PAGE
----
Outside the room
The Escapologist is a fascinating venue which combines a beautiful steampunk-themed bar and restaurant downstairs with three escape rooms on the first floor. Two of those escape rooms are from the Escape stable – World of Wizardry and Anarchy of the Seas – but we were playing their latest, a fully self-designed game.
There’s cheap and easy parking just across the street, so we were quickly inside and sitting in the comfy waiting area ready for the briefing from a friendly GM. Scarily, just before we went in, we found that only three teams had previously escaped this game and two of them had done so in the dying seconds. That’s never a good sign from an enthusiast point of view: would this be a game where our escape was dependent on a final roll of the dice before the sixty minutes was up? Time would tell…
Are you ready to put your time travel skills to the test, drive a Delorean and pilot a hoverboard? Step into a world of days gone by and a technological future and escape from both to power up the Delorean and make it onto the wall of fame.
You’ll need all your cunning and shrewd observation as you solve old-school puzzles and tricky, technological mind-benders to escape Back From the Future. In just 60 minutes you’ll travel to the good old days of milkshakes and rock ‘n’ roll then jet off to a future where hoverboards and technology rule supreme.
Will you and your teammates rise to the challenge, power up the Delorean and make it home? The experience is fully immersive, so you will find yourself in realistic scenes relating to the popular film trilogy, Back to The Future, giving you a truly incredible game experience.
Inside the room
My first reaction on crossing the threshold was that they’d really gone for a Back to the Future theme. I’m no IP expert, but I was surprised by the number of references to the films and worry that at some point it will come back to bite them. Putting that to one side, the game was engaging as soon as we walked in, causing us to immediately jump on a couple of potentially interesting puzzles. We didn’t get off to the most auspicious of starts, however, missing some really obvious stuff, but it wouldn’t make much difference to our result: as soon as we’d got the easy first steps done, things started to go spectacularly off the rails.
Puzzle after puzzle seemed to have flaws that significantly impacted our enjoyment. Lack of player feedback on one puzzle meant that, even when we’d done the right thing, we persisted in the mistaken belief that we’d done the puzzle incorrectly. Another one blatantly gave the wrong answer. A third could not realistically be solved without a clue: there was an arbitrary way of calculating the answer for which we came up with several better choices. Another had significant levels of ambiguity embedded within it. Yet another provided a useless prop that we could easily have spent time dealing with because it seemed likely to be relevant but was in fact a red herring.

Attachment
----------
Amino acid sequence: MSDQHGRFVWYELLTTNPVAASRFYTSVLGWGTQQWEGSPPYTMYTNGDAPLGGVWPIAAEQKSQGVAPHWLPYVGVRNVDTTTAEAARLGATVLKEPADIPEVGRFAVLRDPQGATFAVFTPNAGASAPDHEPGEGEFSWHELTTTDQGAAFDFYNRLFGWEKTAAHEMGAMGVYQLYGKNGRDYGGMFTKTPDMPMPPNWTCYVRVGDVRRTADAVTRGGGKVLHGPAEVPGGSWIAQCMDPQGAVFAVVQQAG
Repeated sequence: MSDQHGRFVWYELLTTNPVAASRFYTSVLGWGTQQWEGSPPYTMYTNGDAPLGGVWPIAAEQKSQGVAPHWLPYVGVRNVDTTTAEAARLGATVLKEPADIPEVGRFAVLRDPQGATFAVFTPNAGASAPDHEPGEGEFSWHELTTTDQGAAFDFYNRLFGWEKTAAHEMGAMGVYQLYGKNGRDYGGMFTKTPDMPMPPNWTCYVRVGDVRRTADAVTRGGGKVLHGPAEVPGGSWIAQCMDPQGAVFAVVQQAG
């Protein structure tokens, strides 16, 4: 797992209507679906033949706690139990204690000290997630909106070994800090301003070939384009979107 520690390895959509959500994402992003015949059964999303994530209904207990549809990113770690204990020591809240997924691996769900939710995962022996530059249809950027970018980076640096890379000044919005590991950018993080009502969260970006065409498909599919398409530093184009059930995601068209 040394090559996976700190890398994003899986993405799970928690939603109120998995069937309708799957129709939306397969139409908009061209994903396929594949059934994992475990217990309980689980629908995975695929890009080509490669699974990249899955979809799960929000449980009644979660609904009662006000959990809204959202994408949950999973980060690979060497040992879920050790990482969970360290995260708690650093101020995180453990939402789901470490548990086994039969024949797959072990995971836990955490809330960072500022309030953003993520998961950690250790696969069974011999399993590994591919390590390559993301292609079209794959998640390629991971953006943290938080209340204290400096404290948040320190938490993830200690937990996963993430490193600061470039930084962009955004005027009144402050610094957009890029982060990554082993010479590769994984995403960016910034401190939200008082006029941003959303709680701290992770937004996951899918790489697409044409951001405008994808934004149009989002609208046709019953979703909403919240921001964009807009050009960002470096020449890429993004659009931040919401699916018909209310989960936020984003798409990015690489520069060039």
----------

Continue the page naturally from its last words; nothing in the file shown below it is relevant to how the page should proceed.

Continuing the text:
Almost every puzzle frustrated me in some way and left us needing a clue but, at the same time, you could see the logic in them and imagine how, with just a few small changes, they could have been significantly improved.
As you’d expect with a game heavily built on an existing film, the sense of story was embedded throughout (although, at times, it very much relied on you having seen the film to understand how the story was developing). The decoration really backed that up in places, although there was one particular point where it felt pretty bare – I guess that was a deliberate choice rather than an attempt to cut corners, but it felt like a missed opportunity to me.
The finale was pretty much as you might expect, but the lack of direction at the end left us wondering whether there was something more to be done – I wasn’t certain that we’d finished until our GM came in.
We escaped with about 50 minutes on the clock having taken a string of clues.
I really don’t know what to say about this game. Mostly it looked good, and there were some fun moments that gave a sense of theatre to the experience. It’s clear they’ve put their heart and soul into creating this experience and it was close to being an enjoyable game, but puzzle after puzzle was flawed, with the result that solving them left me feeling relieved rather than excited.
I think this game is very much the sort that could be significantly improved with a bit of work. Until then, if you’re visiting the Escapologist, I’d recommend heading to their other two rooms. I’ve not played them here, but I’ve played variants of them in London and they’re both fun experiences.
Full disclosure: We weren’t charged for these tickets. That doesn’t influence the review – you can read more on the About page.